eDiscovery Daily Blog

Welcome to 2016! The Age of eDiscovery Automation is Upon Us!: eDiscovery Trends

It was not that many years ago that if we wanted to buy something, we had to go to a store.  If we wanted to withdraw money from our bank account, we had to get it from a bank teller.  If we wanted to buy music, we had to go to a music store – today, we can download the music we want instantly.  If we wanted to rent a movie, we had to go to Blockbuster or one of the other movie rental stores now rendered obsolete by streaming services like Netflix*.  And, we can get just about anything else from Amazon and other online retailers that sell pretty much anything.

Did you know that, on this most recent Black Friday, where retailers have numerous discounts designed to get shoppers into their stores, online sales still outpaced in-store sales for that day.  Even on the “biggest shopping day of the year” more people would prefer to purchase Christmas gifts from the comfort of their home than to fight the crowds and wait in line at the stores.  My wife, Paige, and I did quite a bit of shopping that day for the kids and for friends – all online.  Your gift is “still in the mail”… :o)

Let’s face it, many services for which we used to rely on other people for are now automated in such a way that people can take care of that need themselves.  Most people love to be self-sufficient and do things themselves – as long as it’s reasonably simple to do so.  Why haven’t self-check lanes at grocery stores completely replaced those with an attendant that performs the check out for you?  Because the grocery stores haven’t figured out a way to make it easy enough (there are still many people who don’t like to use the self-check lanes at grocery stores because they find it to be too complicated).

What about in our industry – eDiscovery?  Are we an automated industry?  We’re becoming one – a lot faster than you think.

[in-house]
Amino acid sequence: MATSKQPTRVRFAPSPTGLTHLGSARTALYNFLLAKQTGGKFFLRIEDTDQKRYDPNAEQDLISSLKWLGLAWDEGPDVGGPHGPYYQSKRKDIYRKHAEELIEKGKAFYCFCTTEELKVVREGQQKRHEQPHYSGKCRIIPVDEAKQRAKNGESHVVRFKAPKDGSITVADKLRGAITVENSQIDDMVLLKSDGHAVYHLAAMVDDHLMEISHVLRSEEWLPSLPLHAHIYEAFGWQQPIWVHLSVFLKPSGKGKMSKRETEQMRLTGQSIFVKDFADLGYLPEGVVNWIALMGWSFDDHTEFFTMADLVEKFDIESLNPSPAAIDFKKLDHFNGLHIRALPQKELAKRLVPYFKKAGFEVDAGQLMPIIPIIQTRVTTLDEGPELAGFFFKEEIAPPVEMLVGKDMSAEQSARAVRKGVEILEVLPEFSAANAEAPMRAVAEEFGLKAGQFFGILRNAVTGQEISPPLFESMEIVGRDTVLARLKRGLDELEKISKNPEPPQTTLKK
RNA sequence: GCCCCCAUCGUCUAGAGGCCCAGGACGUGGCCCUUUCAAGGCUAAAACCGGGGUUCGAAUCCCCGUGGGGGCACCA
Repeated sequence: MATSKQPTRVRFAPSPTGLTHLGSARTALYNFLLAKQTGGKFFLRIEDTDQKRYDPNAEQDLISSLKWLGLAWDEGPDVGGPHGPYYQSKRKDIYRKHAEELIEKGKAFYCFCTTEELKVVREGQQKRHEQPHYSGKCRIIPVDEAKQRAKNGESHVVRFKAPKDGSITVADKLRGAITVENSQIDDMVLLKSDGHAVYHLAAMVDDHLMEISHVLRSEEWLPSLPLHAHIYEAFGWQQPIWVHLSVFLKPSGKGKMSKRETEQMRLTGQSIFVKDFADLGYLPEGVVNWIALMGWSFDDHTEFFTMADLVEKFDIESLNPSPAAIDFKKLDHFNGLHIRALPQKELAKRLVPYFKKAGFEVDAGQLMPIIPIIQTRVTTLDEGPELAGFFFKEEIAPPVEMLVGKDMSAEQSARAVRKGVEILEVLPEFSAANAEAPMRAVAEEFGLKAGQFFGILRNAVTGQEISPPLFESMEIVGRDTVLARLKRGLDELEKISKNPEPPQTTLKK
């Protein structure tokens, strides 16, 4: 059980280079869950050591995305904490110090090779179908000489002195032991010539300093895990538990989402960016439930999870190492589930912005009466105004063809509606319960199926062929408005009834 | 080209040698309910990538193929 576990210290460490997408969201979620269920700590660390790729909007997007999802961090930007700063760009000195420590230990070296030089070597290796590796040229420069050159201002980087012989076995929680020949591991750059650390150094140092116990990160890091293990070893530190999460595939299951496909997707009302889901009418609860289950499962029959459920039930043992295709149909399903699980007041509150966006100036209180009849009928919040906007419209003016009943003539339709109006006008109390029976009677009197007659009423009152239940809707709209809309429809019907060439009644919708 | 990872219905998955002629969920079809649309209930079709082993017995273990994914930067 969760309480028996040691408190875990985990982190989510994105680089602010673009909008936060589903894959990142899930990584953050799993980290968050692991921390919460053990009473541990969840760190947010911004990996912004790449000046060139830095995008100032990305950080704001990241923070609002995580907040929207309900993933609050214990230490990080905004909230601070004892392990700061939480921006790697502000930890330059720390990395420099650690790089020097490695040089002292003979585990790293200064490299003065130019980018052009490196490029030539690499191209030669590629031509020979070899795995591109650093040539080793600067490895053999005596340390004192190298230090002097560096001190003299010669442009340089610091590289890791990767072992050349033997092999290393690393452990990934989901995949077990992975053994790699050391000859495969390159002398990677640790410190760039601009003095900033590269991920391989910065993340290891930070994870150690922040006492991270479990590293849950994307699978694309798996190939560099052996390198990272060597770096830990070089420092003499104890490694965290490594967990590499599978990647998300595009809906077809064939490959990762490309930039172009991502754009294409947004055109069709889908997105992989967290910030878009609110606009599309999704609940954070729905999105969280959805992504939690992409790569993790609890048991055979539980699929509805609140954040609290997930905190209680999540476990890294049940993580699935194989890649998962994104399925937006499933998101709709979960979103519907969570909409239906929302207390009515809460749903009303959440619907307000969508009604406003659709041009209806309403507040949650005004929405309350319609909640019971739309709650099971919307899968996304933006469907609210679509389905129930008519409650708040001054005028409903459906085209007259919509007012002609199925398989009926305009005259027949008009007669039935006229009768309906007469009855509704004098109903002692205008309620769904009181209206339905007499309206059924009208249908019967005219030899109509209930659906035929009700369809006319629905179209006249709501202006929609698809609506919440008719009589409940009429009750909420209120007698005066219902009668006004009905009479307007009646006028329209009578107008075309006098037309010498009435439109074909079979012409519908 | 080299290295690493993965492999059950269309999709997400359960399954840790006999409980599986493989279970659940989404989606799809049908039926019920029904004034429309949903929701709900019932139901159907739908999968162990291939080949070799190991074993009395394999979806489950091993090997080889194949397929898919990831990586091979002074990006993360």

It’s hard to believe that next month will be the fourth anniversary of Judge Andrew J. Peck’s ruling in Da Silva Moore, which is widely considered to be the first case that considered technology-assisted review (TAR) to be an acceptable way to conduct review for ESI in discovery.  Since then, we have had numerous cases where TAR was approved for use during the review process and the technology and best practices associated with TAR have come a long way in a very short amount of time.  Automating the majority of document classification from a small subset classified by humans has become an accepted practice to significantly reduce review costs without sacrificing quality (if anything, quality has been found to have been improved in many instances).

Is that the only place where automation has been implemented in the eDiscovery process?  Nope.  Now, providers, including my company CloudNine (shameless plug warning!), have begun to automate many tasks from Identification to Production within the eDiscovery life cycle, with the biggest benefits gained in the Processing phase.  Now, you can point to a collection of Outlook PST or other files on a hard drive, upload them and an automated process will unpack them, extract attachments from emails, render all files to an HTML format, capture metadata, capture text, OCR image-only files that don’t have text and HASH the files for de-duplication (that’s what you can do with our software, anyway).  Many of these processes used to be manually performed (at least in part) and expensive; now, they can all easily performed with a few keystrokes from the comfort of your desktop – for free.  Automation has touched every phase within the EDRM model and will only continue to do so more as time passes.  It’s inevitable.

It’s time for all of us to accept that the age on eDiscovery automation is upon us.  As my boss likes to say, “you can get on the bus, or get run over by the bus”.  It’s here, and it’s here to stay.

*By the way, did you know that the CEO of Netflix once tried to sell his company to Blockbuster?  And, was turned down?  I’ll bet the executives at Blockbuster had that opportunity to do over again.

So, what do you think?  Do you think that we’ve reached the age of eDiscovery automation?  Please share any comments you might have or if you’d like to know more about a particular topic.

Disclaimer: The views represented herein are exclusively the views of the author, and do not necessarily represent the views held by CloudNine. eDiscovery Daily is made available by CloudNine solely for educational purposes to provide general information about general eDiscovery principles and not to provide specific legal advice applicable to any particular circumstance. eDiscovery Daily should not be used as a substitute for competent legal advice from a lawyer you have retained and who has agreed to represent you.